6. CHAPTER 1 Finding a Cure for Bahia
    (pp. 13-46)

    Bahia’s public health reformers never convinced Catholic authorities to take action against the malicious germs lurking in their sanctuaries, but goals of disinfected and hygienic churches remained symbolic of their modernizing, reformist vision for society as a whole. With the final abolition of slavery in 1888 and the advent of a new federal republic the following year, Bahian society entered a particularly anxious era that fostered ambitious views of modernization and reform. Doctors had long been authority figures in Salvador, the site of one of only two medical schools in Brazil. With the turn of the century, however, they insisted...

  7. CHAPTER 2 Contests of Culture
    (pp. 47-85)

    Brazil’s revolution of 1930 ushered Getúlio Vargas into the presidency and shifted power away from the nation’s traditional oligarchies. Bahia’s elite faced the future uncertainly as federally appointed governors, or interventors, replaced them in office. They referred scornfully to Interventor Juracy Magalhães (a native of Ceará) as aforasteiro, or foreigner, and used him as a foil to what they deemed an “authentic” Bahian identity. Such rhetoric about the outside disruption of true Bahian ideals concealed real fears about the future: the revolution’s vague agenda of centralization and national regeneration offered unclear benefit for Bahia. Furthermore, the populist appeals made...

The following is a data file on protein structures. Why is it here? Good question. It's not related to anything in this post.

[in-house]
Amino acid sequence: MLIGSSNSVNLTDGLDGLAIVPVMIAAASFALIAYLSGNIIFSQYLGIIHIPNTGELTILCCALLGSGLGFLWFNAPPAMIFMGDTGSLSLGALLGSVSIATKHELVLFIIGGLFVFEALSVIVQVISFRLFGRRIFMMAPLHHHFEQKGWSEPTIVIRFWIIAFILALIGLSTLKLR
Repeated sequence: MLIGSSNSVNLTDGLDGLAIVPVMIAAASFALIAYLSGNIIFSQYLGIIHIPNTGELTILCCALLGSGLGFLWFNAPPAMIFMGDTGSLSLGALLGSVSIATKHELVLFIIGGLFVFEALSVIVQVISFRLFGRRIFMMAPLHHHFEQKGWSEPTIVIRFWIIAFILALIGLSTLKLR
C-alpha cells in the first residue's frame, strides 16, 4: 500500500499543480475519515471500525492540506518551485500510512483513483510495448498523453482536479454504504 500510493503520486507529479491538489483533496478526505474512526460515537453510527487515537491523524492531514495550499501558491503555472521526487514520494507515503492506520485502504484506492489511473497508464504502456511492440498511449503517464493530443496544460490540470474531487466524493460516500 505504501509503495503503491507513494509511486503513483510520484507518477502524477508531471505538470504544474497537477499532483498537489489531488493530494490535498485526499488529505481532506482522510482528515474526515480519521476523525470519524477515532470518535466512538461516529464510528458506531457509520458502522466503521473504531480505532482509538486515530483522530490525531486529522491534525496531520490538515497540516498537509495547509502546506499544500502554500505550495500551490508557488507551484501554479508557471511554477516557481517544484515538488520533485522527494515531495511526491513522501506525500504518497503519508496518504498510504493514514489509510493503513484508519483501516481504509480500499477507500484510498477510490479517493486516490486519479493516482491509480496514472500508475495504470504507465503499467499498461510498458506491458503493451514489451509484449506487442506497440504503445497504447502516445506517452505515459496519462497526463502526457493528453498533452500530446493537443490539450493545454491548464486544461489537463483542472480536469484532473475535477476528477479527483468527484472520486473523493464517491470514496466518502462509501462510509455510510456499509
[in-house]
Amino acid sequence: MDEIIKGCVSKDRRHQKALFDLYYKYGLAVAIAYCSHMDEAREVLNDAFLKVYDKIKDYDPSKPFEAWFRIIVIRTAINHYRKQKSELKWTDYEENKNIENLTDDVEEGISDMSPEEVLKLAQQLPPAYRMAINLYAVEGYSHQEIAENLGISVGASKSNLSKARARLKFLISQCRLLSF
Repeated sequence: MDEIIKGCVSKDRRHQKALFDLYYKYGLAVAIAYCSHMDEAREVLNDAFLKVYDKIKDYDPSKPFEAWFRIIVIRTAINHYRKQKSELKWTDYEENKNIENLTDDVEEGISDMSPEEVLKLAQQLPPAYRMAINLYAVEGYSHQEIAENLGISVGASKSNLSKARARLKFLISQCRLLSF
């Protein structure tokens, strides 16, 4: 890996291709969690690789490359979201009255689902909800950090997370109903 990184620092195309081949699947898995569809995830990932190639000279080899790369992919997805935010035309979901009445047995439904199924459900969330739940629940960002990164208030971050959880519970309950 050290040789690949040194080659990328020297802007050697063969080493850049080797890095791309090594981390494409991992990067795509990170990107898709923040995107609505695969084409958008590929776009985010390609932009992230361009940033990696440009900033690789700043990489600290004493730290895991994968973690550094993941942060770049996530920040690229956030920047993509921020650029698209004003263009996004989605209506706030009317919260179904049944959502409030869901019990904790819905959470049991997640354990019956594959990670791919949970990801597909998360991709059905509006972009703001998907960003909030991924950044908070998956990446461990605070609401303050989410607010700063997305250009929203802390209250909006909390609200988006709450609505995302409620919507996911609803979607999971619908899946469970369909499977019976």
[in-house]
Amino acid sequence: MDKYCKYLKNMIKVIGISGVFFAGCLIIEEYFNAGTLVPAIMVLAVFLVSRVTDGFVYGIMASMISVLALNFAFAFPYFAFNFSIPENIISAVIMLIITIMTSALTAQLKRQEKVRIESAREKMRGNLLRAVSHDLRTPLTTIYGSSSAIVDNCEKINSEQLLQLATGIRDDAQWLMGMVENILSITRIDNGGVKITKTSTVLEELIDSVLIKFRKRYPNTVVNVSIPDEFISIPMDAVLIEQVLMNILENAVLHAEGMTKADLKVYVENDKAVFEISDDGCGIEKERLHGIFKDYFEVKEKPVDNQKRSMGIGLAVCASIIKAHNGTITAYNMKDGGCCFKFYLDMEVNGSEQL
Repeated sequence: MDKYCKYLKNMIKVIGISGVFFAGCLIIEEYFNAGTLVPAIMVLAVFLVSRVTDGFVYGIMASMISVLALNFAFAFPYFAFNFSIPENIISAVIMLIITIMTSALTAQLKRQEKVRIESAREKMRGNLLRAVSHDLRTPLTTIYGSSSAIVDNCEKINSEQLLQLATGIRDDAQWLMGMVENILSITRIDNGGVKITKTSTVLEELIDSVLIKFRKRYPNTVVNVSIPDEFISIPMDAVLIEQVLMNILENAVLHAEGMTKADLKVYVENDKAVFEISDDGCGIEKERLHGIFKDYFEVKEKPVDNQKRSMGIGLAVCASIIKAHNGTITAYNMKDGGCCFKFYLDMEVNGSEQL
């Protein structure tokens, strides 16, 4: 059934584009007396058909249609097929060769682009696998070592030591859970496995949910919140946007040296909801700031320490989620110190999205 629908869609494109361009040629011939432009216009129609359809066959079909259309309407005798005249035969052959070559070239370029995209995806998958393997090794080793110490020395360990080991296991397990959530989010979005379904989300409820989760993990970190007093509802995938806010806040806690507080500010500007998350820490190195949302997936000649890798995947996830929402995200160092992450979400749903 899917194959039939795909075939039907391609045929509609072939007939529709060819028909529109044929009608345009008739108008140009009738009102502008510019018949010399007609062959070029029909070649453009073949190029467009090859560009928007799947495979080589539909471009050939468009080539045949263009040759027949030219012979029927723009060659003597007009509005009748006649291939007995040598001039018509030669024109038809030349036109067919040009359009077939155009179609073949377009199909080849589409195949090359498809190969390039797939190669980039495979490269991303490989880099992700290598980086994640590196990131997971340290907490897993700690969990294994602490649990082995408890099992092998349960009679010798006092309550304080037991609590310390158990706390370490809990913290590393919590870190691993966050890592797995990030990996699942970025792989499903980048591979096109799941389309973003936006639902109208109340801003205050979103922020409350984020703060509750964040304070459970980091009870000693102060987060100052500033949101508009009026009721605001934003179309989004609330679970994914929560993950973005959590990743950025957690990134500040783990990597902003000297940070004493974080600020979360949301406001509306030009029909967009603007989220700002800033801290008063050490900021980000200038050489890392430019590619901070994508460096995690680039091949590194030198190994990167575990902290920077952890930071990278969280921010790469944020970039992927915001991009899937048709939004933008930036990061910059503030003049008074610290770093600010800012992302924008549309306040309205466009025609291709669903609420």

8. CHAPTER 3 Preserving the Past
    (pp. 86-112)

    Bahia’s Afro-Brazilian Congress had begun to alter the atmosphere of Salvador, but Edison Carneiro was not there long enough to savor its results. In 1939 he relocated to Rio de Janeiro to research the “regional ethnography of black and indigenous” cultures in several Northeastern states for the National Museum, returning to Bahia only for short research expeditions. The director of Brazil’s National Museum, Heloisa Torres, gave him an official letter of introduction for his efforts, asking state and local authorities to cooperate with him.¹ Such introductions were increasingly necessary. The semiauthoritarian dictatorship of the Estado Novo (1937–45) monitored and...

  9. CHAPTER 4 Debating African Roots
    (pp. 113-132)